Gwinnett Residents Could See Hike in Cost of Trash Collection
Gwinnett trash collection back in courts, at Capitol. County warns outcome of either could result in increased costs for county residents.
The Supreme Court recently heard oral arguments by attorneys for Robert Mesteller, a Snellville resident who is taking on Gwinnett County about its way of collecting payment on sanitation services. The issue is that the money is collected on tax bills, something Mesteller claims is illegal and unconstitutional.
The outcome of Mesteller’s appeal won’t be heard for several weeks. However, even if it fails, state Rep. Brett Harrell, whose district includes Snellville and parts of Loganville and Grayson, is also taking on the issue. He is re-introducing legislation in January to prevent municipalities using tax bills to collect anything other than taxes. Harrell said his reason for re-introducing House Bill 291 is not opposition to any particular program, just with the billing mechanism.
“In Georgia, we have non-judicial foreclosure; so, the lien is placed on your home and you are not even afforded an opportunity to stand before a judge and plead your case - again for non-taxes,” Harrell said, adding he had 60 co-signers to the bill when originally introduced. He acknowledges that he does face opposition. “The associations of Counties and Cities representing corporate government rather than the citizens of those counties and cities are the primary opponents at the capitol. Around the state, the opponents are those elected and staff members that are more concerned with revenue to the corporate government rather than protecting those they serve.”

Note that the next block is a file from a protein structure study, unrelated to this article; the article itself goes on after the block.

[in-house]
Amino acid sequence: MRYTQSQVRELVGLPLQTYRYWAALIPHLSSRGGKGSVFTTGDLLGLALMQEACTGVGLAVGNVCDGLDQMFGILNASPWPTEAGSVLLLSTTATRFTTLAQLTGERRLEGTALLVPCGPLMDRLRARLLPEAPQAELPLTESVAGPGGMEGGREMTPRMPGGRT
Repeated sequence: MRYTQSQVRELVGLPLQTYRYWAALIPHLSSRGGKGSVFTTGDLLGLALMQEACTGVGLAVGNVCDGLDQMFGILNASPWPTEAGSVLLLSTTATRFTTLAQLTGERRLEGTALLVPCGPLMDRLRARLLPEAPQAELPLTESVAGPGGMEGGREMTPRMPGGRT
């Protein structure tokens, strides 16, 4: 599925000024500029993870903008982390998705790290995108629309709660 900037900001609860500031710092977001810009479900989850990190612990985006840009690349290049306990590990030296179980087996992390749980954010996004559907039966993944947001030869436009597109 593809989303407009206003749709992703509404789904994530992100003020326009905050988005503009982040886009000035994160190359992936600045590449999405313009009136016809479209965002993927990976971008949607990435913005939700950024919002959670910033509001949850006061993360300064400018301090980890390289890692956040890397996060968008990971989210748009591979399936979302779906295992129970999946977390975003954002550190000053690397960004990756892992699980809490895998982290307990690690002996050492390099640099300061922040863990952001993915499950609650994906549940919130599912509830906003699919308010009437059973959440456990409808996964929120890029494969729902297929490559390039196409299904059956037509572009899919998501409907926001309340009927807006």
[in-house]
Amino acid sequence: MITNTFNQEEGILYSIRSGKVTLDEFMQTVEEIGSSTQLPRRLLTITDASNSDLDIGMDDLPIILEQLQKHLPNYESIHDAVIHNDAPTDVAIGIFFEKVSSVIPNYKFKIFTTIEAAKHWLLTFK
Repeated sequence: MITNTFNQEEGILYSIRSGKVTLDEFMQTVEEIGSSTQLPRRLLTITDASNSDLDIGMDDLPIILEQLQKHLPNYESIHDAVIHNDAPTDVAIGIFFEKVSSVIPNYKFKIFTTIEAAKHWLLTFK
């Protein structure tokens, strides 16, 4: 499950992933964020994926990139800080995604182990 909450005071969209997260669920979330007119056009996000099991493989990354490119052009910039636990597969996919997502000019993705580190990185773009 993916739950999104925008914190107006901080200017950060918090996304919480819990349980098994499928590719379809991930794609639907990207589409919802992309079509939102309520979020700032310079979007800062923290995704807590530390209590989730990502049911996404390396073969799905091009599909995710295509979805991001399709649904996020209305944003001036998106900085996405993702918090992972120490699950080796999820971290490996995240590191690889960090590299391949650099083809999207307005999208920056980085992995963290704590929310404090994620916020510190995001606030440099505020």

Gwinnett County officials, however, say that if either Mesteller’s lawsuit or Harrell’s legislation is successful, the outcome might not be so good for county taxpayers. Joe Sorenson, communications director for Gwinnett County, warns that if the county were unable to bill for solid waste and recovery services via the property tax billing system, it would have to create a new billing system or significantly modify an existing one.
“Either option would increase costs,” Sorenson said. “Additionally, the payment rate for property taxes is about 99 percent. Other billing payment rates are significantly lower and the costs associated with non-payment would become a liability for the remainder of the customers. Just as the case with any business, the cost of uncollectible bills has to be included in the cost of operation and the rate structure."
Sorenson said it was unfortunate, but those who plan their bills faithfully wind up paying for those who do not.
"The higher the rate of non-payment, the greater the burden on those who pay,” Sorenson said.